This week I had the pleasure to meet a very nice younger woman. She was having some rare time on her own, as she is the mother of a four year-old and a six year-old. Still, the conversation focused mostly on our children. We talked about the inability to do anything – even go to the bathroom – alone when the kids are really young. She said that she was enjoying this age and she appeared a bit apprehensive about the teenage years.
Sensing her concern, I decided to share my perspective about the Terrible Twos, the Rebellious Teens, etc. I believe that although a particular child can be challenging, a lot of the behavior of children is connected to the expectations and words of their parents. If the parents expect the children will be brats or will be well behaved, they are most likely going to be correct.
Our expectations for our children and other things in our life drive both what we notice and how others behave towards us. We cannot disconnect our expectations from our words and our actions, which in turn affect the people around us. Thus, it is important to have the best possible expectations while maintaining a healthy balance of reality.
It is critical to expect our children to behave, our boss to treat us fairly, and our neighbors to be friendly. However, those objectives may not always be achieved. If we are in a situation where our objectives are repeatedly not met, we need to adjust our expectations. For instance, if our children continually get into trouble despite our expectations, it would be unreasonable for us to continue to think they were perfect angels. We should continue to love them. However, consequences are important. Otherwise, the message is that they can get away with anything.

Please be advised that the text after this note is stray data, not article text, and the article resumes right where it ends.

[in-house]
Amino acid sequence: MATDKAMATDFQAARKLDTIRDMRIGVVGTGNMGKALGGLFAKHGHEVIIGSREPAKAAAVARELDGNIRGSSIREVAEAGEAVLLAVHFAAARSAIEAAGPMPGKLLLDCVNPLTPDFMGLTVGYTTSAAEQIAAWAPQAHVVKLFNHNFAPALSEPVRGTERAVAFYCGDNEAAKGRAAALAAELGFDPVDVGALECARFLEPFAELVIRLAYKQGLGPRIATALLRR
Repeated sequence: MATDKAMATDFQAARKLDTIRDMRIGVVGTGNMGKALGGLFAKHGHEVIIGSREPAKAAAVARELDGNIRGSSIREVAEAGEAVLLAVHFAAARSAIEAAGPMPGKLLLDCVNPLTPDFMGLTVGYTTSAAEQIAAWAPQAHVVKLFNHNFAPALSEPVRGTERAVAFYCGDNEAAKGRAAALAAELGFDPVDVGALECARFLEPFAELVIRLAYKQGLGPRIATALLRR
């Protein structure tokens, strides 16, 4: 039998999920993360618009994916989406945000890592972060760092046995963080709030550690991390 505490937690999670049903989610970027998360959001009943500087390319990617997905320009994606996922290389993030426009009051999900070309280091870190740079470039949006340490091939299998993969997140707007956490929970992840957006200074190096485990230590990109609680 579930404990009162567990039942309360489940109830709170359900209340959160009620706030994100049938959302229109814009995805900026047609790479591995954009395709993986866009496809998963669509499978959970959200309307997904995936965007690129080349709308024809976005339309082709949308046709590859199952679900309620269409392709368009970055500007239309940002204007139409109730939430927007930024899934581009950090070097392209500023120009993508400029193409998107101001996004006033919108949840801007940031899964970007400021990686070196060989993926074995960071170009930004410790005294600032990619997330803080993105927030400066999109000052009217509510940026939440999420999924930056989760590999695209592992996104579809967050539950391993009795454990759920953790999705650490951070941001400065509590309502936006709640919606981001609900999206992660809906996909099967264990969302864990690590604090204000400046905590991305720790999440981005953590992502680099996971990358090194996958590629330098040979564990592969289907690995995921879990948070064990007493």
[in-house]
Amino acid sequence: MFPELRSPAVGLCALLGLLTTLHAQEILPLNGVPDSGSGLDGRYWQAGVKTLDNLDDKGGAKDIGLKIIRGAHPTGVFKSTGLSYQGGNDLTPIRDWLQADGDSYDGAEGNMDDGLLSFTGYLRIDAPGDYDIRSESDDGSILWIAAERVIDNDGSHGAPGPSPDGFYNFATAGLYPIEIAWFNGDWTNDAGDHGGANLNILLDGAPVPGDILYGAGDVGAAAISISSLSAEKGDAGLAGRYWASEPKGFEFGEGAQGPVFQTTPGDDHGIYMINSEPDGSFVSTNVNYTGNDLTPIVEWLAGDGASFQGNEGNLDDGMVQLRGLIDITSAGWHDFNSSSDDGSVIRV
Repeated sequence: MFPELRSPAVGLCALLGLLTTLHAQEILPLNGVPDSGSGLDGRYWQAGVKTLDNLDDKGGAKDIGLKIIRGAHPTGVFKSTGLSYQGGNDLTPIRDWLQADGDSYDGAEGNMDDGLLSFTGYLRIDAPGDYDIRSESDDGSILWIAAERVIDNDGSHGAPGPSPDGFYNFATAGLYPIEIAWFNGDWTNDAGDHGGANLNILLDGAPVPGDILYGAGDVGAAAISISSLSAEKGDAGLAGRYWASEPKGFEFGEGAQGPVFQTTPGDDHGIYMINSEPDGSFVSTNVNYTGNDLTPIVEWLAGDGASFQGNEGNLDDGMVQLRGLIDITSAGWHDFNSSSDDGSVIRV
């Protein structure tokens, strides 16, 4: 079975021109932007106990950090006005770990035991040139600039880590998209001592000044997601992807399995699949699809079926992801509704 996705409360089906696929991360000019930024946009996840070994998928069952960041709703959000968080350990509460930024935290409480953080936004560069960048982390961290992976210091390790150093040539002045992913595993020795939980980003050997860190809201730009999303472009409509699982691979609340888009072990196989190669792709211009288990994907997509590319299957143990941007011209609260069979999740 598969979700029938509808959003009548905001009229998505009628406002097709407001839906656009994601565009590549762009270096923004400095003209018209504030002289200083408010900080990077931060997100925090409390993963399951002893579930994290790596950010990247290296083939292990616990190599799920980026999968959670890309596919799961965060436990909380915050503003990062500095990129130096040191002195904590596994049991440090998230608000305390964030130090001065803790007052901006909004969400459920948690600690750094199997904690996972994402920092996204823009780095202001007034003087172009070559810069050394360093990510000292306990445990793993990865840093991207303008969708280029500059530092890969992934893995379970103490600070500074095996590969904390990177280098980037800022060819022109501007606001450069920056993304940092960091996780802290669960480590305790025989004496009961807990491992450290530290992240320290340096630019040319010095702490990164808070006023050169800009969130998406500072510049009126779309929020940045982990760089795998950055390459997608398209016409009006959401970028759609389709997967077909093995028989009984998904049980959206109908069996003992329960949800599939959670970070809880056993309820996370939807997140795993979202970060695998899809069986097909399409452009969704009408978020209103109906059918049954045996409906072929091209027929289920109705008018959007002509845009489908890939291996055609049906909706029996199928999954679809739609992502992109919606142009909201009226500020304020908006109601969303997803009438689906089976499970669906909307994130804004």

Reality based on our expectations is not limited to interactions with family and close associates. Our expectations can affect every aspect of our day-to-day experience. For instance, if you believe you are better than others, they will perceive that and treat you with disdain. If you believe people in certain jobs are incompetent, you are likely to find those that are incompetent. Alternately, you will perceive people you encounter in that job as incompetent. Similarly, if you view people at the small café in town as friendly and outgoing, people will pick up on that expectation. Therefore, the people that you notice and who notice you will match your expectations.
Things do happen that you have no control over, but a majority of your reality is created by each of us every day. So, make it a good one!